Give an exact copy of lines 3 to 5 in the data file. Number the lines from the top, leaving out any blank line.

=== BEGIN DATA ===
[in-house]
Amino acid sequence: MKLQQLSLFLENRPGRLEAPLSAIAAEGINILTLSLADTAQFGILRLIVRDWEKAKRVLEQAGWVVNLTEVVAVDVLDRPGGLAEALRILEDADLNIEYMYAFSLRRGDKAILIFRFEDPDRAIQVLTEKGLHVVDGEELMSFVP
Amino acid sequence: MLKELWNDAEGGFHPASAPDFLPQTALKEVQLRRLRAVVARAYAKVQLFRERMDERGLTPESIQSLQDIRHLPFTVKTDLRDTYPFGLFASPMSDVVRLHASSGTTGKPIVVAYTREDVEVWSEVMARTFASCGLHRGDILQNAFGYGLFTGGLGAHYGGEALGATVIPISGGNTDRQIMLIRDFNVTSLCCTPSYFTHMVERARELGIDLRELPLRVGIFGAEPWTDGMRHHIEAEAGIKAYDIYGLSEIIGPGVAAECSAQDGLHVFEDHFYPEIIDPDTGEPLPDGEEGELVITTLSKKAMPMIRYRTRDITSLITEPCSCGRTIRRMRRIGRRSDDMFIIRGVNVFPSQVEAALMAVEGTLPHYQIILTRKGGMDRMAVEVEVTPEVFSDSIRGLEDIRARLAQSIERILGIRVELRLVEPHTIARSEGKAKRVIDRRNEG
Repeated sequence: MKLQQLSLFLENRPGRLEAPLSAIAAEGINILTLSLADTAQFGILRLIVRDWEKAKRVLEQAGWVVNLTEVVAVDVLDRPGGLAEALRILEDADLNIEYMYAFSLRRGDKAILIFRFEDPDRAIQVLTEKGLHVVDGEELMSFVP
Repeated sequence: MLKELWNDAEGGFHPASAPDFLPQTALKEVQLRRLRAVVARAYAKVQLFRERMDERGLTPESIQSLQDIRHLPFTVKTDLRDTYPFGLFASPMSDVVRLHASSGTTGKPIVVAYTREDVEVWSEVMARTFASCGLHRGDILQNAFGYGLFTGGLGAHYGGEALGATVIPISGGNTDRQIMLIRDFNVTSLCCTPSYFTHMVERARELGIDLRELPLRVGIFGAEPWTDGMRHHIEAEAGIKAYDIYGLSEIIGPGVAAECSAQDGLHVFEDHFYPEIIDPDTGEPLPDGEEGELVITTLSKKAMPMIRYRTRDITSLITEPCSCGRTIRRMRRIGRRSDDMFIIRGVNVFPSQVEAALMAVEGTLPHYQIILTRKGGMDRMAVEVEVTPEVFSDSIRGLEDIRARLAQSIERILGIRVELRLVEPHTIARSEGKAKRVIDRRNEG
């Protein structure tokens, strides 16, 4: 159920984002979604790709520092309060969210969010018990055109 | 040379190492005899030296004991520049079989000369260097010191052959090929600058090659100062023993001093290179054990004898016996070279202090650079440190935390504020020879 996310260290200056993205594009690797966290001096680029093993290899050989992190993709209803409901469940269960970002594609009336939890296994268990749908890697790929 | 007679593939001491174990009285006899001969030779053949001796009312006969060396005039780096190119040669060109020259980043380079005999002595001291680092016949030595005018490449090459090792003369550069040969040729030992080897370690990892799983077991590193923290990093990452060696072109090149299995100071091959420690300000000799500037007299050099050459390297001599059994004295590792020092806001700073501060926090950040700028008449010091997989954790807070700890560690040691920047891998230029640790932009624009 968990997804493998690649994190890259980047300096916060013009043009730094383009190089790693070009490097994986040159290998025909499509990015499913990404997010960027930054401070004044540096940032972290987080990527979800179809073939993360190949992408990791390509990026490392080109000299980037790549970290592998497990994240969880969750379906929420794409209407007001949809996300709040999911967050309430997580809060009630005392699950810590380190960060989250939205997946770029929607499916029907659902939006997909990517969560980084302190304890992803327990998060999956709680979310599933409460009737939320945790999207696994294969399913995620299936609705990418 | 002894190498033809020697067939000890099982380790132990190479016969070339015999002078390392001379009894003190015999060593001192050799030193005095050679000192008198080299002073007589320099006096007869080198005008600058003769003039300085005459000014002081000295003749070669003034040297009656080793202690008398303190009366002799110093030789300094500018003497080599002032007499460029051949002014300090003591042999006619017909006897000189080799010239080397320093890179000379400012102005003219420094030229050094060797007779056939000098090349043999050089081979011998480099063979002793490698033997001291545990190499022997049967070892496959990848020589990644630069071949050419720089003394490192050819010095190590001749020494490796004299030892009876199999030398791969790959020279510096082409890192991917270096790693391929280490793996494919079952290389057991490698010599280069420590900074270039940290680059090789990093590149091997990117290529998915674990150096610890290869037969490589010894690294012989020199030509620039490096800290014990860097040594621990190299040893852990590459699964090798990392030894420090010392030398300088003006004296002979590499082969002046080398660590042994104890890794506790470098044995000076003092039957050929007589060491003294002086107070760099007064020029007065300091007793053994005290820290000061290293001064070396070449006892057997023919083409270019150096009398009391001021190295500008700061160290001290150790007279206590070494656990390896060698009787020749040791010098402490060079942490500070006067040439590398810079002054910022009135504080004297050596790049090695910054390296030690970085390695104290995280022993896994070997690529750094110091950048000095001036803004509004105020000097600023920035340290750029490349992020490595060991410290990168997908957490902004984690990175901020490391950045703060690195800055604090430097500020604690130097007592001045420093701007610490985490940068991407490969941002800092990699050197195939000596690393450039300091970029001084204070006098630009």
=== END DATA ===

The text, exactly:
Amino acid sequence: MLKELWNDAEGGFHPASAPDFLPQTALKEVQLRRLRAVVARAYAKVQLFRERMDERGLTPESIQSLQDIRHLPFTVKTDLRDTYPFGLFASPMSDVVRLHASSGTTGKPIVVAYTREDVEVWSEVMARTFASCGLHRGDILQNAFGYGLFTGGLGAHYGGEALGATVIPISGGNTDRQIMLIRDFNVTSLCCTPSYFTHMVERARELGIDLRELPLRVGIFGAEPWTDGMRHHIEAEAGIKAYDIYGLSEIIGPGVAAECSAQDGLHVFEDHFYPEIIDPDTGEPLPDGEEGELVITTLSKKAMPMIRYRTRDITSLITEPCSCGRTIRRMRRIGRRSDDMFIIRGVNVFPSQVEAALMAVEGTLPHYQIILTRKGGMDRMAVEVEVTPEVFSDSIRGLEDIRARLAQSIERILGIRVELRLVEPHTIARSEGKAKRVIDRRNEG
Repeated sequence: MKLQQLSLFLENRPGRLEAPLSAIAAEGINILTLSLADTAQFGILRLIVRDWEKAKRVLEQAGWVVNLTEVVAVDVLDRPGGLAEALRILEDADLNIEYMYAFSLRRGDKAILIFRFEDPDRAIQVLTEKGLHVVDGEELMSFVP
Repeated sequence: MLKELWNDAEGGFHPASAPDFLPQTALKEVQLRRLRAVVARAYAKVQLFRERMDERGLTPESIQSLQDIRHLPFTVKTDLRDTYPFGLFASPMSDVVRLHASSGTTGKPIVVAYTREDVEVWSEVMARTFASCGLHRGDILQNAFGYGLFTGGLGAHYGGEALGATVIPISGGNTDRQIMLIRDFNVTSLCCTPSYFTHMVERARELGIDLRELPLRVGIFGAEPWTDGMRHHIEAEAGIKAYDIYGLSEIIGPGVAAECSAQDGLHVFEDHFYPEIIDPDTGEPLPDGEEGELVITTLSKKAMPMIRYRTRDITSLITEPCSCGRTIRRMRRIGRRSDDMFIIRGVNVFPSQVEAALMAVEGTLPHYQIILTRKGGMDRMAVEVEVTPEVFSDSIRGLEDIRARLAQSIERILGIRVELRLVEPHTIARSEGKAKRVIDRRNEG